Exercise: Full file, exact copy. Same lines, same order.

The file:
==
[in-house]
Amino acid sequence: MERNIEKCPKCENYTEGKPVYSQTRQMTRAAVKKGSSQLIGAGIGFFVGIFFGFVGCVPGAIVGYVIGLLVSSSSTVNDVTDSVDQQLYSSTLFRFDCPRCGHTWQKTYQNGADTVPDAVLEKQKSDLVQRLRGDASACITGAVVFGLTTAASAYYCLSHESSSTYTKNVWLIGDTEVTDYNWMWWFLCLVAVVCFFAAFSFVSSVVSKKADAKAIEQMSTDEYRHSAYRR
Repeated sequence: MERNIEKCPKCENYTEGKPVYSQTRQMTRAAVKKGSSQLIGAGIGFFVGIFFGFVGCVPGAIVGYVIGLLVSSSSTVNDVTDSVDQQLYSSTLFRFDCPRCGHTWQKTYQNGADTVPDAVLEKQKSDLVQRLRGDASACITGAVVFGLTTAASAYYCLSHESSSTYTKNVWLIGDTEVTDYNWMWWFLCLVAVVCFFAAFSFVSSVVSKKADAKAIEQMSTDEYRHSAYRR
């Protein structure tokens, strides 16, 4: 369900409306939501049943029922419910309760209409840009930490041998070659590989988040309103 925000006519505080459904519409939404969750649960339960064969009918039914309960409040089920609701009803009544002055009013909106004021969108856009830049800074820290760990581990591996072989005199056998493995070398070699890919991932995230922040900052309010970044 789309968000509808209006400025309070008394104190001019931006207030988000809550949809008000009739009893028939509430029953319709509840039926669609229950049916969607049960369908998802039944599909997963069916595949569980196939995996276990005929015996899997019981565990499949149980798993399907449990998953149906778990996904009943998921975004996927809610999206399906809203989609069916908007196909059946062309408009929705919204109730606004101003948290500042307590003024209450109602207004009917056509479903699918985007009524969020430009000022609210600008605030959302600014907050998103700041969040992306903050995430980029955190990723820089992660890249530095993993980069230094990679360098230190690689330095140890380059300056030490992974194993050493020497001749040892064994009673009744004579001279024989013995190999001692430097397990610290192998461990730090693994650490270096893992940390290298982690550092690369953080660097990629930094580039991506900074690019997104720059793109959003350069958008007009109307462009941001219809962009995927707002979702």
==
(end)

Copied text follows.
[in-house]
Amino acid sequence: MERNIEKCPKCENYTEGKPVYSQTRQMTRAAVKKGSSQLIGAGIGFFVGIFFGFVGCVPGAIVGYVIGLLVSSSSTVNDVTDSVDQQLYSSTLFRFDCPRCGHTWQKTYQNGADTVPDAVLEKQKSDLVQRLRGDASACITGAVVFGLTTAASAYYCLSHESSSTYTKNVWLIGDTEVTDYNWMWWFLCLVAVVCFFAAFSFVSSVVSKKADAKAIEQMSTDEYRHSAYRR
Repeated sequence: MERNIEKCPKCENYTEGKPVYSQTRQMTRAAVKKGSSQLIGAGIGFFVGIFFGFVGCVPGAIVGYVIGLLVSSSSTVNDVTDSVDQQLYSSTLFRFDCPRCGHTWQKTYQNGADTVPDAVLEKQKSDLVQRLRGDASACITGAVVFGLTTAASAYYCLSHESSSTYTKNVWLIGDTEVTDYNWMWWFLCLVAVVCFFAAFSFVSSVVSKKADAKAIEQMSTDEYRHSAYRR
């Protein structure tokens, strides 16, 4: 369900409306939501049943029922419910309760209409840009930490041998070659590989988040309103 925000006519505080459904519409939404969750649960339960064969009918039914309960409040089920609701009803009544002055009013909106004021969108856009830049800074820290760990581990591996072989005199056998493995070398070699890919991932995230922040900052309010970044 789309968000509808209006400025309070008394104190001019931006207030988000809550949809008000009739009893028939509430029953319709509840039926669609229950049916969607049960369908998802039944599909997963069916595949569980196939995996276990005929015996899997019981565990499949149980798993399907449990998953149906778990996904009943998921975004996927809610999206399906809203989609069916908007196909059946062309408009929705919204109730606004101003948290500042307590003024209450109602207004009917056509479903699918985007009524969020430009000022609210600008605030959302600014907050998103700041969040992306903050995430980029955190990723820089992660890249530095993993980069230094990679360098230190690689330095140890380059300056030490992974194993050493020497001749040892064994009673009744004579001279024989013995190999001692430097397990610290192998461990730090693994650490270096893992940390290298982690550092690369953080660097990629930094580039991506900074690019997104720059793109959003350069958008007009109307462009941001219809962009995927707002979702």